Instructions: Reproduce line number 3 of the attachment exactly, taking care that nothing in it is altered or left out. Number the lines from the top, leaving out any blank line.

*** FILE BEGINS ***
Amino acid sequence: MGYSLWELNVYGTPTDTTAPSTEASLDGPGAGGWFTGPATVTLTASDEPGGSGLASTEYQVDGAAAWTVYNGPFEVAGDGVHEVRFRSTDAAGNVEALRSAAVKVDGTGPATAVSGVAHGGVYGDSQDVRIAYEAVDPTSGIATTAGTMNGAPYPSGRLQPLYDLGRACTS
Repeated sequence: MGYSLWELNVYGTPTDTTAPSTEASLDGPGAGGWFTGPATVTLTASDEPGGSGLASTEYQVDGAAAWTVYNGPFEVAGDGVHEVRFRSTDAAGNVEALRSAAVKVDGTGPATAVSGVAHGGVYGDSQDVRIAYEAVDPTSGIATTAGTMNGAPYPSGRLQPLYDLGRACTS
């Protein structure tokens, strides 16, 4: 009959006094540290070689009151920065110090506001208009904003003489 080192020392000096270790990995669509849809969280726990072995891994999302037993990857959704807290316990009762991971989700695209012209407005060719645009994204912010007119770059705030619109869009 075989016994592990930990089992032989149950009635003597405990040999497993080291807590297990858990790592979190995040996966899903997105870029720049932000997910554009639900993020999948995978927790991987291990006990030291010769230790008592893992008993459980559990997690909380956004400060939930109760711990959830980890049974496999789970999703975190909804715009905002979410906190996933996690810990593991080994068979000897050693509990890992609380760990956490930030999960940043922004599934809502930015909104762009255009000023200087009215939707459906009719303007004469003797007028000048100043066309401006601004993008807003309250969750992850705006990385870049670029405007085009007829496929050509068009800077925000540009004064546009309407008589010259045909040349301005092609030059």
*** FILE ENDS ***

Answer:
């Protein structure tokens, strides 16, 4: 009959006094540290070689009151920065110090506001208009904003003489 080192020392000096270790990995669509849809969280726990072995891994999302037993990857959704807290316990009762991971989700695209012209407005060719645009994204912010007119770059705030619109869009 075989016994592990930990089992032989149950009635003597405990040999497993080291807590297990858990790592979190995040996966899903997105870029720049932000997910554009639900993020999948995978927790991987291990006990030291010769230790008592893992008993459980559990997690909380956004400060939930109760711990959830980890049974496999789970999703975190909804715009905002979410906190996933996690810990593991080994068979000897050693509990890992609380760990956490930030999960940043922004599934809502930015909104762009255009000023200087009215939707459906009719303007004469003797007028000048100043066309401006601004993008807003309250969750992850705006990385870049670029405007085009007829496929050509068009800077925000540009004064546009309407008589010259045909040349301005092609030059």